Andrew Urdiales: 5 Fast Facts You Need to Know

Andrew Urdiales

Orange County District Attorney Andrew Urdiales

Convicted serial killer Andrew Urdiales was found dead today on death row in San Quentin State Prison; the cause of death was suspected suicide. According to ABC 7 News, he “was found unresponsive in his cell at San Quentin’s Adjustment Center Friday around 11:15 p.m. He was kept in a cell by himself and prison officials say it appears he killed himself.” According to AP News, Urdiales’ had been in that prison for less than one month, after being sentenced to death on October 5 after murdering five women in California, and having previously been charged life in prison for the killing of 3 people in Illinois.

On November 5, District Attorney Tony Rackauckas issued the following press release:

Urdiales was a monster who did not deserve to breathe the same air we all enjoy. He remained a callous coward until the end as he robbed the victims’ families of the right to be present when the State put him to death. Nevertheless, the Orange County District Attorney’s Office will forever remember the courage of Jennifer Asbenson, the lone surviving victim, who testified against her attacker at his trial and the deep grief of the family and friends of the deceased victims Robbin Brandley, Julie McGhee, Mary Ann Wells, Tammie Erwin, Denise Maney, Laura Uylaki, Cassandra Corum, and Lynn Huber. The only just penalty in his case is death.

Here’s what you need to know about Urdiales:


1. He Was a Former Marine

According to NBC News Los Angeles, Urdiales was discharged from the military in 1991. Desert Sun says that the five murders were committed while he was “stationed at various military facilities.” The San Diego Union Tribune reported that his attorney claimed, as part of his defense, that while he “performed well in the structured environment of the military,” he “did poorly in less-stable conditions.”


2. Urdiales’ Defense Attorney Argued That He Had Partial Fetal Alcohol Syndrome

During Urdiales’ 2011 trial in Orange County, Denise Gragg, his attorney, claimed that his brain scans and psychological tests suggested partial fetal alcohol syndrome. According to the San Diego Union Tribune, she argued that “brain damage combined with a traumatic childhood caused him to have trouble managing his anger and emotions.” Senior Deputy District Attorney Matt Murphy concluded, however, that “there was little evidence to prove Urdiales’ childhood was as unhappy as his defense attorneys claimed.” He went on to say that “Urdiales was able to control his anger, but chose to attack his victims because he is sadistic and a misogynist.”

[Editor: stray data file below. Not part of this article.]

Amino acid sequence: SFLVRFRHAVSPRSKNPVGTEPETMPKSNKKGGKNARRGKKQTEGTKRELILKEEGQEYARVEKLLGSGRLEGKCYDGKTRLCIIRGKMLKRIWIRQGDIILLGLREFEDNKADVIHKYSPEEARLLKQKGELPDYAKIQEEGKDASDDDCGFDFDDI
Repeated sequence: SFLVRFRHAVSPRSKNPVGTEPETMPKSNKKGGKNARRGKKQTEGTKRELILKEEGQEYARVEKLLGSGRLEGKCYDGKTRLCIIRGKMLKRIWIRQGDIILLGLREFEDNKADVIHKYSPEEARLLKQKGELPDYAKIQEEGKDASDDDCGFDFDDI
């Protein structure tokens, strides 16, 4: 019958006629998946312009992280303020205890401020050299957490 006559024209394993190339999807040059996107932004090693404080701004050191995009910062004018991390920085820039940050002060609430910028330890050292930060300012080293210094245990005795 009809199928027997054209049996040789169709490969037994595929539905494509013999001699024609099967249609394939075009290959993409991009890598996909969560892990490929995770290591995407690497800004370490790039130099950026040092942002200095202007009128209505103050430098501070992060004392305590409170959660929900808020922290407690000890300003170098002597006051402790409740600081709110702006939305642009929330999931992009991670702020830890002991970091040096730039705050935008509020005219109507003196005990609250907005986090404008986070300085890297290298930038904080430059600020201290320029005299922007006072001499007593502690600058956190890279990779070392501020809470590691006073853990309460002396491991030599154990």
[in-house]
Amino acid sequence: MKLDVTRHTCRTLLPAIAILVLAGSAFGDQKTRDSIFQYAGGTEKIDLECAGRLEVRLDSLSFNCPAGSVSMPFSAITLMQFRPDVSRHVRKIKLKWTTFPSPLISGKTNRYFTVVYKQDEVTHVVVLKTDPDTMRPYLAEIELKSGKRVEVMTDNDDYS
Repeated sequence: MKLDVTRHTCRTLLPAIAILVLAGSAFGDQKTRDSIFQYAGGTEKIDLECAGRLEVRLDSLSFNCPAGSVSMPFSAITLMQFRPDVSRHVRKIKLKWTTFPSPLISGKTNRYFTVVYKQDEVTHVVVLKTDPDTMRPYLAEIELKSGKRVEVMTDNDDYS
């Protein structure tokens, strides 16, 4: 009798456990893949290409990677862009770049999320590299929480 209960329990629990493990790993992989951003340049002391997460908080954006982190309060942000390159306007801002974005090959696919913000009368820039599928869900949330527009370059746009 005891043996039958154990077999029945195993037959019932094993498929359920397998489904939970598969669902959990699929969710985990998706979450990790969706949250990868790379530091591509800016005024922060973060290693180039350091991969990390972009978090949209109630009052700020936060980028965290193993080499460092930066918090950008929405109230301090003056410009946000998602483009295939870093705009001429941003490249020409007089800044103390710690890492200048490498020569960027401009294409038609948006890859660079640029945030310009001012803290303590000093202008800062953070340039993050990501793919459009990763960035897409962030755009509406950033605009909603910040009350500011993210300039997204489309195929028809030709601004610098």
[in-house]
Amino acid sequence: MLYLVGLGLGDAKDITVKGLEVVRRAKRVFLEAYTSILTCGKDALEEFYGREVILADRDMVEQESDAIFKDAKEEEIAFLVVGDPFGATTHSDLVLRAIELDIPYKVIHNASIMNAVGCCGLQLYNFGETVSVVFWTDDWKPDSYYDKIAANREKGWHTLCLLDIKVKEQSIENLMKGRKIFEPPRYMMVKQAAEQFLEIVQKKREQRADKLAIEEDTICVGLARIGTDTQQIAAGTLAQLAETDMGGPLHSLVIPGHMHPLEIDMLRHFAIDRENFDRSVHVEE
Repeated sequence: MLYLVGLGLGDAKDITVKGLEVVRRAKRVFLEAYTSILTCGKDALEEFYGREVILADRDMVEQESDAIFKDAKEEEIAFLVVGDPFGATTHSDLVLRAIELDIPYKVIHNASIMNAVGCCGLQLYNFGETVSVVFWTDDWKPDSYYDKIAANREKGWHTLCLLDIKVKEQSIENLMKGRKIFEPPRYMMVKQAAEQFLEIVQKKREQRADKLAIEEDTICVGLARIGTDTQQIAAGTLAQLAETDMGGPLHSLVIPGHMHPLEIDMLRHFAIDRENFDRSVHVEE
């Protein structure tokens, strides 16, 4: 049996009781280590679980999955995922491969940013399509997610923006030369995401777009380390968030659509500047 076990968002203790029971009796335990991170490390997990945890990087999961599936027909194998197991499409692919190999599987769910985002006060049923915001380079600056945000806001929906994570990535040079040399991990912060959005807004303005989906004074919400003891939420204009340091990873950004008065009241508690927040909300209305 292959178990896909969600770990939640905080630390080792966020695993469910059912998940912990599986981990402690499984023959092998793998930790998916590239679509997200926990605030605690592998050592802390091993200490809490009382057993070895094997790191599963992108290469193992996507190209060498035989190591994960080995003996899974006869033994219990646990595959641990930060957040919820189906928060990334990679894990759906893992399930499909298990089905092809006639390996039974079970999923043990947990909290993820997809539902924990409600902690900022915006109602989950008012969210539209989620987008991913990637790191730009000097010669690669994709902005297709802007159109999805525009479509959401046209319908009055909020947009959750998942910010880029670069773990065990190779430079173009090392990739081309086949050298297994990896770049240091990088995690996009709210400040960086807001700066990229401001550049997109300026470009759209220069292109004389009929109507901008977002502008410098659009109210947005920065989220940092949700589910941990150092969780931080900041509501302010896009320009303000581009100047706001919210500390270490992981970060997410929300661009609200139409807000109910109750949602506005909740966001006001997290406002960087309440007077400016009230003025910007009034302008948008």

When Urdiales was first charged in Illinois, he was given life without parole, since the death penalty was abolished in Illinois by state lawmakers; once he was convicted in California, the jury recommended he receive the death penalty, according to People.


3. The Only Known Survivor of Urdiales’ Attacks Testified Against Him

Jennifer Asbenson, who was abducted by Urdiales when she was 19 years old and escaped, told the courtroom “I just tried to go somewhere else in my mind. I wanted to die.” According to Inside Edition, Urdiales offered her a ride while she was waiting at a bus stop in 1992; after she accepted, he “drove her to a remote desert location where he tied her with rope and her own bra.”

In 2017, she brought Inside Edition to the place where Urdiales had taken her, sharing that once she managed to free herself from the restraints and the trunk of his car, she “turned and looked and he was chasing [her] down the road with a machete.”


4. He Was Arrested for the Murders After Police Found the Matching Weapon in His Truck

Urdiales got away with his murders for decades, killing 8 women before he was caught. According to Desert Sun, this is the background information on the 5 women he murdered in California: “Robbin Brandley, 23, who was attacked as she walked to her car following a concert on Jan. 18, 1986, at Saddleback College in Mission Viejo; Julie McGhee, 29, on July 17, 1988, in Cathedral City; Maryann Wells, 31, on Sept. 25, 1988, in San Diego; Tammie Erwin, 20, on April 16, 1989, in Palm Springs; and Denise Maney, 32, on March 11, 1995, in Palm Springs.” NBC Los Angeles named the Illinois victims as “Laura Uylaki, Cassandra Corum and Lynn Huber, who worked as prostitutes in Illinois in the mid-1990s.”

According to the Chicago Tribune, it wasn’t until 1996 when Urdiales was at all connected to the murders of eight women. He was pulled over by authorities, who found an unauthorized weapon in his car; a year later, they identified it as the murder weapon used to kill the three Illinois women. Once he was arrested in Illinois, he confessed to the California murders.


5. He Thoroughly Documented His Killings

In 1997, The LA Times wrote an article about Urdiales, entitled “The Details, as Much as His Victims, Were the Trophies.” In the article, Lieutenant Ray Griffith is quoted saying “He was very methodical, very calm. I can’t remember what I wore last Friday–I can’t remember the details of my mother’s death–but this guy remembered everything. He sounded like a novelist.” Of Urdiales’ confession to Julie McGhee, in particular, he said “If he didn’t do it. He at least had to be there. He knew how she was dressed, down to the brand of her shoes. He knew where and how he shot her, the ammunition he used, how much he used, the tattoos she wore.”

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